Six factors you must consider while choosing an equity fund
19-Nov-2021 •Research Desk
The mutual fund universe is huge with more than 569 open-end equity funds available. With this kind of choice, picking a mutual fund can be a task. This quick primer will help you understand how to pick an equity fund.
Here are six factors to consider when choosing an equity fund:
1. Investment horizon:
Your investment horizon determines whether you should go for an equity fund or a debt fund. For long-term goals - those that are more than five years away - equity is the best asset class. While equity is volatile in the short term, over the long term, the volatility is ironed out. For short-term goals, debt funds are the best option.
2. Risk appetite:
While debt funds are generally safe, the risk level of equity funds varies. Among equity funds, aggressive hybrid funds are the least risky and mid-cap and small-cap funds are the riskiest.
Aggressive hybrid funds combine both debt and equity and hence are less volatile. Large-cap funds invest in large companies and tend to give moderate returns at a low risk. Flexi-cap funds invest in companies of all sizes and are the best equity funds to own to have exposure to companies of all sizes. For investors who can take higher risk, mid- and small-cap funds are the right choice. Finally, funds investing in just one sector or one theme should be avoided as they can show wild swings and provide no diversification.
3. Fund performance:
Investing in performing funds is absolutely essential to achieve your goals. You can start by checking the star rating of a fund on the Value Research website. Two other things that you should check are (i) consistency in performance and (ii) the fund manager's track record.
4. Expense ratio:
In simple words, the expense ratio is the fee that an Asset Management Company (AMC) charges the investor for managing a fund. It may also include a commission paid to your broker or distributor. Often it happens that two similar funds from different AMCs have different expense ratios. Your aim should be to go for a fund with a lower expense ratio. This way you will end up investing more money. Read this article to know more.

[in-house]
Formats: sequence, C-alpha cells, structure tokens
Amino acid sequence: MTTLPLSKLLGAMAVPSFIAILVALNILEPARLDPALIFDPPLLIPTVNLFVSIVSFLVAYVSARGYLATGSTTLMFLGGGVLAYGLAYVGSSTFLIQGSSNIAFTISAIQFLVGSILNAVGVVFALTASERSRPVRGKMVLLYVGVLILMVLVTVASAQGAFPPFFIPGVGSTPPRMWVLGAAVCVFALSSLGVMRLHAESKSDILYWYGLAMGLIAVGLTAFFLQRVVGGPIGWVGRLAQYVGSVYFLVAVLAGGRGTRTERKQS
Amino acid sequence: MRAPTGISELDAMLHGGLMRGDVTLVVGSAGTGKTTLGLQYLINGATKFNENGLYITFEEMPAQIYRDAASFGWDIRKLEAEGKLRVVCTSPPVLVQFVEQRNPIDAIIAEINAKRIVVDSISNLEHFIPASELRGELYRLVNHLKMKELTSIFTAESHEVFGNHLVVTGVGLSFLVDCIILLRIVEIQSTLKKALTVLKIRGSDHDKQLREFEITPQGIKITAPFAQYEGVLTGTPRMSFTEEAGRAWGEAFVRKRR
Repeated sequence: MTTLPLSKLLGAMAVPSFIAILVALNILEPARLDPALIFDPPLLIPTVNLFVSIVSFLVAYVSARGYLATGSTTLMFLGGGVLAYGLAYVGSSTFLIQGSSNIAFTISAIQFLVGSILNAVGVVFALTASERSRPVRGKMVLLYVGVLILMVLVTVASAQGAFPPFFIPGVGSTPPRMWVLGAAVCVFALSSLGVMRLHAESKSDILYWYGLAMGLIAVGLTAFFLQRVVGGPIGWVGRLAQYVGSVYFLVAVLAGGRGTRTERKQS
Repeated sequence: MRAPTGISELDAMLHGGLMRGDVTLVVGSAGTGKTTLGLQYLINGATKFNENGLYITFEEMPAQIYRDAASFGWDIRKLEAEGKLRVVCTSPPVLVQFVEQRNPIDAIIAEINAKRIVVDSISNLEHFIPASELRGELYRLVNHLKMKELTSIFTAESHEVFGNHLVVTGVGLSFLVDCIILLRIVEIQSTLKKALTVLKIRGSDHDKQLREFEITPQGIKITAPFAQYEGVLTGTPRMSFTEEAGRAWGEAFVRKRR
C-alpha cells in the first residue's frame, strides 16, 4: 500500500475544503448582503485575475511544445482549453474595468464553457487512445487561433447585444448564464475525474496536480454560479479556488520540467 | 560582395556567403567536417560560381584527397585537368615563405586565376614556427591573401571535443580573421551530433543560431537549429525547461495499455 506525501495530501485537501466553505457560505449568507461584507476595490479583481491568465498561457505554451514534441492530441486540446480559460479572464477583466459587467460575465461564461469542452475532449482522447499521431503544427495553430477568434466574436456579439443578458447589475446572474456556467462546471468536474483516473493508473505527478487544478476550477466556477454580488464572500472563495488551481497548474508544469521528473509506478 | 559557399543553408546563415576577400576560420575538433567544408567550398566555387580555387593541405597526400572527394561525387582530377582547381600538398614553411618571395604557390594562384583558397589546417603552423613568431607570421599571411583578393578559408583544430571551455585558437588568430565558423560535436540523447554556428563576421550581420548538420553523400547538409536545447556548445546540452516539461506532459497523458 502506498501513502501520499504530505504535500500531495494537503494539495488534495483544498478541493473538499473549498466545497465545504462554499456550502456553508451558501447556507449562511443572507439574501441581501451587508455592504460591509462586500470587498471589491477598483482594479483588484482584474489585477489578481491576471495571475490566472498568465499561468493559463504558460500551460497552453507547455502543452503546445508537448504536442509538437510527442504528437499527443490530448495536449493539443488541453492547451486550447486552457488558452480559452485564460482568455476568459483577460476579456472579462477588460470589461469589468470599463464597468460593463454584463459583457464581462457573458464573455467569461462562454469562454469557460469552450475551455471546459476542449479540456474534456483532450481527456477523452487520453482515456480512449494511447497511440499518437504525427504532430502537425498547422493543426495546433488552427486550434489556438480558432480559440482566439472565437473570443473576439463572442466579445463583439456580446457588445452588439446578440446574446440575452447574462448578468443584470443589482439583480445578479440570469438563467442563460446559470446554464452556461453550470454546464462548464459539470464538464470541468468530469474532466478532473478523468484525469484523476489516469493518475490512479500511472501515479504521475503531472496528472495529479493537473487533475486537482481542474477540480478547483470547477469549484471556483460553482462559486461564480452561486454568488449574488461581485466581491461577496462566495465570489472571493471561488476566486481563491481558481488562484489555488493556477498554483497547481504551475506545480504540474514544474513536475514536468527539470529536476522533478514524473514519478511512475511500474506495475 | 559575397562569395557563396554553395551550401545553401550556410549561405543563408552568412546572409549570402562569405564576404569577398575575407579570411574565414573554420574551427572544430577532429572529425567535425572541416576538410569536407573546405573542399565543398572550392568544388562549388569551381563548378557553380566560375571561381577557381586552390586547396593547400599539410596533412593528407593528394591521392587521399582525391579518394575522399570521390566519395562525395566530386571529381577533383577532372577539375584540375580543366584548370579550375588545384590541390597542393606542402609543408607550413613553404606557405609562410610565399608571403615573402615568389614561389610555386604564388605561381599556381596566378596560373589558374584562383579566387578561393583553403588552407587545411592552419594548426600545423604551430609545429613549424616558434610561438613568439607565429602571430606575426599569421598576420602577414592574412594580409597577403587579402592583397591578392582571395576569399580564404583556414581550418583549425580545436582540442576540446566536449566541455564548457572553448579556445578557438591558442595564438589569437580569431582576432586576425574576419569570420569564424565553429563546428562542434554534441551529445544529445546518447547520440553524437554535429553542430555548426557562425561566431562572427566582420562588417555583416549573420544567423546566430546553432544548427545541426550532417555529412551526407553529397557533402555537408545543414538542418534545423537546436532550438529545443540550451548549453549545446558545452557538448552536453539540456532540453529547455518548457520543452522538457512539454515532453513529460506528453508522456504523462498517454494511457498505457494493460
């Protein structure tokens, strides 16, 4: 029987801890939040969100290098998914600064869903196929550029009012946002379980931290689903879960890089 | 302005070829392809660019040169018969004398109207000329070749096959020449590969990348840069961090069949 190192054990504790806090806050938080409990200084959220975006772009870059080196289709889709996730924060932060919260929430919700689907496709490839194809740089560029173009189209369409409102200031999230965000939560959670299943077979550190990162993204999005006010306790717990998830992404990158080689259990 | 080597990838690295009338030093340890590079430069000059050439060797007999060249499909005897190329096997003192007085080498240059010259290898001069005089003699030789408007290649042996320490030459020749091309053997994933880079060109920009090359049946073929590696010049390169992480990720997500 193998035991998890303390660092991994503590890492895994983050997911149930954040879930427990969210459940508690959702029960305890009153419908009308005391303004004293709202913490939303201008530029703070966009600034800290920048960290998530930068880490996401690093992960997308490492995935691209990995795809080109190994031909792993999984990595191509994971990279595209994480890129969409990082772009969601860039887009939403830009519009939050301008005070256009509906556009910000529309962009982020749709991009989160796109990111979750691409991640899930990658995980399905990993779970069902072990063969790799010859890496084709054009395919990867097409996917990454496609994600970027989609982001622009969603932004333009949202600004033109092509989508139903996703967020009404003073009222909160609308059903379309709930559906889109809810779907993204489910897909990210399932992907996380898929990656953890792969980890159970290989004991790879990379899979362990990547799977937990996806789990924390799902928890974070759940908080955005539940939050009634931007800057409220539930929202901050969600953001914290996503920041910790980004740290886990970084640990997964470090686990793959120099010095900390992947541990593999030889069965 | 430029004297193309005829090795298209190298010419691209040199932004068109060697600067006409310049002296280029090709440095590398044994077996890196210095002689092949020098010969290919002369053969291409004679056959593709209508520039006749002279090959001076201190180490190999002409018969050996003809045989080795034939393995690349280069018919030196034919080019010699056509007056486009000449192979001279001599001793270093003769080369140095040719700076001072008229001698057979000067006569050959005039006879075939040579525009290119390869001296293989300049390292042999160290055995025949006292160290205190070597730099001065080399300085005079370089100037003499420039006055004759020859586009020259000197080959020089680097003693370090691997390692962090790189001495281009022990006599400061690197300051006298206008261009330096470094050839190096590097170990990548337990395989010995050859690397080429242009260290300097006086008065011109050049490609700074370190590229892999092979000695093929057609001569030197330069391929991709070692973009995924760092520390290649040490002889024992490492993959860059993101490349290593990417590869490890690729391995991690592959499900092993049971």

If your goal is several years away, you must invest in equity funds. Even if an investor is retired, he can invest in an aggressive hybrid fund if he is going to need the money, say, ten years later. Still, starting early has its own advantages. Investing when you are young enables you to benefit from the true compounding power of equity.
Saving income tax is a priority for most of us. Thus, a tax-planning fund, known as Equity Linked Savings Scheme (ELSS), should be a part of every portfolio. These are nothing but regular equity funds that also give you a tax benefit under Section 80C. If you just stick to investing in tax-saving funds in a disciplined manner, you can do very well over time.
A good place to start choosing an equity fund would be the Fund Selector tool, which pretty much aggregates all the necessary information about multiple funds in a single place. Then of course we have an array of other useful tools that will help you zero in on the appropriate fund(s).